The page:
Not the easiest if cartoons today, its not a condition I often face! But silence is something I use a lot in facilitation. One of there basic techniques is to have say five groups working on the same issue in parallel. Then each table appoints a spokesperson who moves to the next table to present the results of their discussion. This is done to complete silence; no questions of clarification is allowed. At the end four minutes, or when they finish it is not their turn to be silent as their audience now answer three basic questions: What was the same? What was different? What really surprised you? Once complete they rotate again and repeat three times. This means they have heard four different responses and can use that to modify their discussion. The group they return to has also heard four different ideas which may modify their own response.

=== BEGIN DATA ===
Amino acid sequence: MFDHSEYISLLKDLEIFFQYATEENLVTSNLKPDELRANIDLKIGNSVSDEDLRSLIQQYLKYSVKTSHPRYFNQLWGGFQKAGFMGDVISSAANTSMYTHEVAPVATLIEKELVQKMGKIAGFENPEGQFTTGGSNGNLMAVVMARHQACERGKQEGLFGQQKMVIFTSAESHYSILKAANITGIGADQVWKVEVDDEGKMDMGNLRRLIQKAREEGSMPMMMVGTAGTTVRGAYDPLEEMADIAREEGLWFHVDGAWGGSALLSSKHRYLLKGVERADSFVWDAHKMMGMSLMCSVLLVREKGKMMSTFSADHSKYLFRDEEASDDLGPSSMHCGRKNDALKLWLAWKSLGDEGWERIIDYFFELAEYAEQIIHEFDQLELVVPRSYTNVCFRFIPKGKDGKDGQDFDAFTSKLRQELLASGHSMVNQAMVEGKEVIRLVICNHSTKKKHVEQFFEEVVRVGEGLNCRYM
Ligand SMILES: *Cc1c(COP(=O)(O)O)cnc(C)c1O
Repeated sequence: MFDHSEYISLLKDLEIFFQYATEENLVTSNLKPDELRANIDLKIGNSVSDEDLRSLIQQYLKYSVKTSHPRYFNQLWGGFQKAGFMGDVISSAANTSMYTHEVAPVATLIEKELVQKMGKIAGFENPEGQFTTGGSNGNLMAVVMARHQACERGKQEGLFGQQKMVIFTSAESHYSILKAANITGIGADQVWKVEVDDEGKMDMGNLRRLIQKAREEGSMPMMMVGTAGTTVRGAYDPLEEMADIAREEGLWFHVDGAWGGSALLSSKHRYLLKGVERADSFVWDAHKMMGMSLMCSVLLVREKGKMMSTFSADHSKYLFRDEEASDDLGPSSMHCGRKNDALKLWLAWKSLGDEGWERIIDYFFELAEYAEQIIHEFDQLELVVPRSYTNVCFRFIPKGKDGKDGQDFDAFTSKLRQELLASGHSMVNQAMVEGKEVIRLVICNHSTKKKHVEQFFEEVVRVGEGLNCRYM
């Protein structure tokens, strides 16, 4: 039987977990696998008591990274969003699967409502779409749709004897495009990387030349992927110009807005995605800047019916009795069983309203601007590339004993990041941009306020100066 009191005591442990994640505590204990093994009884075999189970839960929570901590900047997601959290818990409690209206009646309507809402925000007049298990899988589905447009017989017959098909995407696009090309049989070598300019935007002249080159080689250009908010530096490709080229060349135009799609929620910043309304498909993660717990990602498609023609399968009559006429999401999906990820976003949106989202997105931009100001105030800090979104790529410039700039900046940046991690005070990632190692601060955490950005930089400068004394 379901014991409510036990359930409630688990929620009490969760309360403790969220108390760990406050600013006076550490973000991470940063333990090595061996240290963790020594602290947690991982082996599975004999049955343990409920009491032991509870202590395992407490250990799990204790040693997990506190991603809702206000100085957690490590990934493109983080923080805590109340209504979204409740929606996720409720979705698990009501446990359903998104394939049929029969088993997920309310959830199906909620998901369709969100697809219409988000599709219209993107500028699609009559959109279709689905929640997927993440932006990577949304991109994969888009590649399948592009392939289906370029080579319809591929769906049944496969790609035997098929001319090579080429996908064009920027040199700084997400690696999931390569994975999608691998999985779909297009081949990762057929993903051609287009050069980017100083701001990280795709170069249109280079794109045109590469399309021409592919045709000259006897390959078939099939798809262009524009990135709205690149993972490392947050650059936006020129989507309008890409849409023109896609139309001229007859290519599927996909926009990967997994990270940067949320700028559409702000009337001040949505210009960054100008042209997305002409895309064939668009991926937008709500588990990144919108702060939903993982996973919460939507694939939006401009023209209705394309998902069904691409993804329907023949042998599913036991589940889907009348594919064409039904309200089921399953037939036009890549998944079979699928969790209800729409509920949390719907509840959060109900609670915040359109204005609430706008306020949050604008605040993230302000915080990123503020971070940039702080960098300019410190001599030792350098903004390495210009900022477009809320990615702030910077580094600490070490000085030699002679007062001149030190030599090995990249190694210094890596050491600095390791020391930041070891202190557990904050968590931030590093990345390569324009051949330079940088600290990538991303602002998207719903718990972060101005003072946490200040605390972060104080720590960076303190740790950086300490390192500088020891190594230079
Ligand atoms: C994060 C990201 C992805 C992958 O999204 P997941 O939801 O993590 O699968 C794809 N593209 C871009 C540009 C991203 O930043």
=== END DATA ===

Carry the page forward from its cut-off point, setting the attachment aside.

All of this is about reducing the footprint of the facilitator, but also preventing the first presenter (in a conventional feedback) from over influencing what comes after: setting the tone as they say. The three questions force diversity of response and we have a side benefit – you learn how people interpret your material without any right to correct, explain for justify. Good education, but also good for increasing the range of what is scanned and increasing the overall decision resilience of the community concerned. Silence means you listen better. Tomorrow I will be walking Rhinog Fawr which is remote peak in the south of Snowdonia. Its a rough walk in an area without many walkers. Silence in the mountains provides a special sense of place of presence. The sudden cry of the Raven, the haunting call of the curlew of the joy of larks rising all punctuate, but make more profound the wider silence. There is a place for company and conversation and there is a place for silence and reflection.
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